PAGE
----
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Exercise And Hormonal Health – Guest Blog by Dr Eva Detko

Posted by on September 6th, 2014 with 0 Comments

The real reason why exercise is such a vital part of any weight management programme

 
When it comes to weight loss and weight management, it is becoming more accepted these days that some form of physical activity is essential for the long-term success. This is absolutely the case but not for the reason people commonly believe.
 
Most people seem to think that the main reason they should exercise when they want to lose weight is to expend energy. This of course helps but there is a much more important reason why physical activity is a key component of any weight management programme. This reason is hormonal balance. Successful weight management has always been and always will be a hormone balancing act. There is no getting away from that. There is of course a multitude of factors affecting our hormones, including dietary and lifestyle choices, stress levels, sleep patterns, and exposure to toxins (dietary, environmental, medication). The more of those are taken into account the higher the chances of long-term success.
 
Hormones
Striving to achieve hormonal balance can be hard work, as everything is so intertwined within our endocrine system. In other words, when one part of our hormonal system swings out of balance this tends to have a knock-on effect not only on other hormones but also our nervous system, immune system, and other systems and organs in our body. What is so great about physical activity is that it has a very positive impact on our hormones so it can really help us rebalance the body, particularly when other lifestyle and dietary factors are also considered.
 
So how does exercise help exactly? Exercise helps us reduce the damaging effect of stress hormones, particularly cortisol. Cortisol is a normal part of our “fight-flight-or-freeze” response. However, chronic elevated levels of cortisol are not only very damaging to our organs and can lead to a variety of health problems, but also tend to effectively sabotage our efforts to lose weight. During periods of chronic stress, elevated cortisol levels are accompanied by a rise in insulin concentrations. This sends a powerful signal to our fat cells to store as much fat as possible and hold on to their fat content. This reduces the body’s ability to use fat for energy.
Cortisol-induced demand for blood sugar due to chronic stress encourages us to eat more. The result: increased appetite and food cravings (particularly for sugary and salty foods), increased body fat, and decreased muscle mass.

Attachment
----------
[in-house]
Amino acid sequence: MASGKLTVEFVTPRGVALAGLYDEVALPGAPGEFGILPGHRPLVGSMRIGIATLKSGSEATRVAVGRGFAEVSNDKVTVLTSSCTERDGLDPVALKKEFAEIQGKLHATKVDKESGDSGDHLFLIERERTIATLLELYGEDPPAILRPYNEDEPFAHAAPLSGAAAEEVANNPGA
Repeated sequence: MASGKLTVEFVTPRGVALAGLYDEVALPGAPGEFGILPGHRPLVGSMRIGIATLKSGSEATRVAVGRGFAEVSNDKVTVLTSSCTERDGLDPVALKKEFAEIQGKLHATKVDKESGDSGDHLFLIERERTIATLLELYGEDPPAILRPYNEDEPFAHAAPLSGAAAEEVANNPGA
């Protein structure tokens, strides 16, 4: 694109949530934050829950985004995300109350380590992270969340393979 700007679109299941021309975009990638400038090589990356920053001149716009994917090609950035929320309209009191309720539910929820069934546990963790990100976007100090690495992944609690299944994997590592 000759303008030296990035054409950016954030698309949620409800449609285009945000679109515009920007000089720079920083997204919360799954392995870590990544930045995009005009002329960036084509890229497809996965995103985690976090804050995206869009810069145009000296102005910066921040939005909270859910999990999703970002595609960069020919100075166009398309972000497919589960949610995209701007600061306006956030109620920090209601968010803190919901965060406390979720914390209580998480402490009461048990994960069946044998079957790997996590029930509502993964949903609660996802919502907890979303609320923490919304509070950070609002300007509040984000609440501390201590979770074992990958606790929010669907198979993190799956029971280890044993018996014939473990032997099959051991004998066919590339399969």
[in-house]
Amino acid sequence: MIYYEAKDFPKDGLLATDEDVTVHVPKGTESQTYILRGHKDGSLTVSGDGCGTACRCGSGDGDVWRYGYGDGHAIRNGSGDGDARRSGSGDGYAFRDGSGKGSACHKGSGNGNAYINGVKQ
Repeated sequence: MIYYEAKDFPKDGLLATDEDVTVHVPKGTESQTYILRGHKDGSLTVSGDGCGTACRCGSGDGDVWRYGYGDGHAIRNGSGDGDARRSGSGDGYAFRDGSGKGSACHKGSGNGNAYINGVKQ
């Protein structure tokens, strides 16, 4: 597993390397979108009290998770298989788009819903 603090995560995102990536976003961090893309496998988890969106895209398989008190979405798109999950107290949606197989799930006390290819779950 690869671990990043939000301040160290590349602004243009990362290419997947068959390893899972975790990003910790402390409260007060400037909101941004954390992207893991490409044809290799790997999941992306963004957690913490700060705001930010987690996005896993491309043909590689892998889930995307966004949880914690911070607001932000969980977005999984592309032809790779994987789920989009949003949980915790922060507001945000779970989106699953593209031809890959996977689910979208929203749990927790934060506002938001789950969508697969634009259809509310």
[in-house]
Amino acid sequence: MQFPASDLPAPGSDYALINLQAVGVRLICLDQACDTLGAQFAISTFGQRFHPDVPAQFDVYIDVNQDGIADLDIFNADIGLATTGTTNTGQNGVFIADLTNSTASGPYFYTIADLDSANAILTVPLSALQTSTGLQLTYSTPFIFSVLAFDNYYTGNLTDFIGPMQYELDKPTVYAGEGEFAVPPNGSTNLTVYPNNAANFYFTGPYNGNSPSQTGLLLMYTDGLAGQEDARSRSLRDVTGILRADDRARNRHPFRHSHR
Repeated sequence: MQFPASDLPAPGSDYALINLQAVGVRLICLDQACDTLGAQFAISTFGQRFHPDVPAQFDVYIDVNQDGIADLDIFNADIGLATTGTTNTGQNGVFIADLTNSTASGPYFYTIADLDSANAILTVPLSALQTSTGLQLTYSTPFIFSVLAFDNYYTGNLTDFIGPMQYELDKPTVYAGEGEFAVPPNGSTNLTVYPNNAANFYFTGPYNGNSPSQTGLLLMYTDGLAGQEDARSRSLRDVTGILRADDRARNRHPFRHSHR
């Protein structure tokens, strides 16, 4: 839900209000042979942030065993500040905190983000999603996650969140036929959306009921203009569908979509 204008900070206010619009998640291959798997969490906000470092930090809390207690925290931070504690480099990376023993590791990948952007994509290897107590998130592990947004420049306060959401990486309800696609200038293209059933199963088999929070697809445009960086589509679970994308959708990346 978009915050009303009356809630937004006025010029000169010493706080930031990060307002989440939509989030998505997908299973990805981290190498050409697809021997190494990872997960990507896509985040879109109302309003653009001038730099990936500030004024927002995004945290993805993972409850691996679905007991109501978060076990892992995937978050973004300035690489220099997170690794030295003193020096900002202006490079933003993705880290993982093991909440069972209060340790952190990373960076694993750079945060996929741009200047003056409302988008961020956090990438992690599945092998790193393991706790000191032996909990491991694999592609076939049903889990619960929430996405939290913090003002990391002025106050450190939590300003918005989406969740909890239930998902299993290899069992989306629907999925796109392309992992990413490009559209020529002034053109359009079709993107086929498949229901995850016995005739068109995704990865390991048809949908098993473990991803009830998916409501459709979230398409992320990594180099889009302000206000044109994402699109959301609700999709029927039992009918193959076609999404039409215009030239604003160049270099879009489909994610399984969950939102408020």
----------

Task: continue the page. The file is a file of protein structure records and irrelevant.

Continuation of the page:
How-stress-affects-your-cortisol-levelsChronic cortisol exposure also leads to reduced testosterone levels. This is more bad news for anyone trying to lose weight as testosterone serves many important functions in both men and women, including: increased lean body mass, reduced fat mass, improved mood, increased energy levels, better sleep quality, and improved sex drive. So yes ladies, we do want to keep our testosterone levels up. Any form of physical activity helps boost testosterone levels, whether it is cardiovascular or resistance training (as does sexual activity).
 
Other benefits of exercise include: balancing our thyroid hormones, mood hormones (serotonin and dopamine), appetite hormones (particularly leptin), as well as oestrogens and progesterone. All of these hormones have an important role to play in maintaining a healthy weight. So get exercising. It is about being consistent. Keep your exercise varied and incorporate activities that challenge you at both the cardiovascular as well as muscular level.
 
As mentioned before, there are other important factors to take into account, such as: getting your head in the right place, clean (anti-inflammatory) diet and lifestyle, as well as adequate sleep. Make sure that you make any changes at a pace that is right for you. Since you are a human being, you will not get it right 100% of the time. And that is OK. Beating yourself up when you have had “a bad day” is counterproductive as it increases your stress (cortisol) levels, which in turn interferes with weight loss. So what is the point? Just keep moving in the right direction and remember to praise your efforts when you are doing well.

 

With kind thanks to Dr Eva Detko

 

 

Eva

Dr Eva Detko
Clinical Hypnotherapist /Nutritional Therapist 
Colon Hydrotherapist / Hypnobirthing Teacher
 
www.dr-eva.com     Twitter: @DrEvaDetko

   
  



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